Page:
Further to the discussions underway between Sun Peaks, the Thompson Nicola Regional District (TNRD) and the Whitecroft Community Association (WCA), a meeting to determine the feasibility of extending Sun Peaks’ fire protection to include Whitecroft, took place on September 10, 2013.
Helen Jones, president of the WCA explained the talks were favourable for extending the fire protection — an agreement that’s not unprecedented in the province already.
“Chase, Barriere, Clinton, Cache Creek, Ashcroft — (rural fire protection agreements) are very common,” explained Ron Storie, manager of community services for the TNRD.
The hurdle for Whitecroft residents is in voting to absorb the cost of the fire protection service.
“Sun Peaks wants to help us, they want to provide a service, but obviously we have to cover some costs of this,” Jones stated. “They want to help us and don’t see any reason why they can’t, but it’s up to us to vote it in.”
A public meeting will take place in February or March 2014, and Whitecroft property owners will be asked to vote on adopting or rejecting fire protection from Sun Peaks.
“I think it’s really important that the residents understand what they’re going to be asked, and we’re going to be going there with a meeting in the spring in order to say this is what you’re getting in to, and this is how much it’s going to cost, and this is the fire protection area, this is the service that’s associated with it,” explained Storie. “To be clear, we want to be very upfront and transparent about what it is they’re going to get for their dollar and then it’s up to them to make that decision.”
The possible coverage will include only Whitecroft homes, and the first property on the Upper Louis Creek road. This boundary was determined by the range of the fire hydrants already in place, but Jones notes the discussions on extending that coverage may open over time if the vote is passed.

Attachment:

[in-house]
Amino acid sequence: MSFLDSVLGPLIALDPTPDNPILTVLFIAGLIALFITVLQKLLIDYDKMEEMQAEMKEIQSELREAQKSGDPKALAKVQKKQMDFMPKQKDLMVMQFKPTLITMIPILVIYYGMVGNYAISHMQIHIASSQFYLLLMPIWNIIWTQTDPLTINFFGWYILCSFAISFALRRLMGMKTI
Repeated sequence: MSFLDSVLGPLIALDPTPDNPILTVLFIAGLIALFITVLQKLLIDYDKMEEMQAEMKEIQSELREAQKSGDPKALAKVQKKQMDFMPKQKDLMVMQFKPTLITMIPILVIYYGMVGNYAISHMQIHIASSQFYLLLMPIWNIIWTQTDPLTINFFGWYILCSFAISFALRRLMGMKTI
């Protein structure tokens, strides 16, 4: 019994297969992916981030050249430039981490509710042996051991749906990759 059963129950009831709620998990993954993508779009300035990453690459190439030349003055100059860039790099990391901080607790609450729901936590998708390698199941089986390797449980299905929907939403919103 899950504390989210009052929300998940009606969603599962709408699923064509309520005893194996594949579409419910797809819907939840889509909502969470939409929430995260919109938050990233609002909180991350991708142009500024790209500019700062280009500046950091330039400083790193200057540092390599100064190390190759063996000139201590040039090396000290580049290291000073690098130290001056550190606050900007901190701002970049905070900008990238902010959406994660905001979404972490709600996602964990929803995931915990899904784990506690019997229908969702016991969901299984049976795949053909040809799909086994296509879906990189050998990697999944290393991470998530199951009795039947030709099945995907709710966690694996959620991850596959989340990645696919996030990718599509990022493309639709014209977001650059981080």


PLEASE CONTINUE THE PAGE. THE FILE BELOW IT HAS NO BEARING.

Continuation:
To prepare for the spring meeting, Jones urges residents to contact their home insurance providers and gauge the cost benefits of having fire protection.
“People have to phone their insurance companies and ask what the price would be if they were a 3A fire protected property . . . then they can go to the public meeting with all the costs,” explains Jones. “(At the meeting) the TNRD will have all of our assessments in their system, so then they’ll be able to tell people exactly what it will cost in terms of taxes (to be fire covered). When they come out with the figures (homeowners) will know, ‘OK, I’m going to pay that in taxes, and I’m going to get that break on insurance.’ ”
The vote will take place during the spring public meeting, and ballots will be enclosed with property taxes for absentee owners. More than 50 per cent of property owners must respond to the vote, and of them over 50 per cent must be in favour of adopting Sun Peaks fire protection.
“Benefits would be to save your property and save your neighbour’s house if you had a fire,” says Jones. “Also it’s more of a desirable area — the value of the property will be more because your property will be protected. A lot of people don’t want (to invest in) ‘unprotected’ properties, and also, you’re going to get a break on your insurance.”
If this vote is adopted, SPFR will begin covering Whitecroft as of January 2015. If the vote is not passed, the matter will be permanently closed, explained Jones.
“I’m quite positive; everyone I’ve spoken to is quite positive, I think it’s going to be a benefit to the community,” concludes Jones. “We have the hydrants, why not use them? And the figures they’re talking about are a lot more reasonable than previously, it’s so much more doable for people financially. We want people to vote yes.”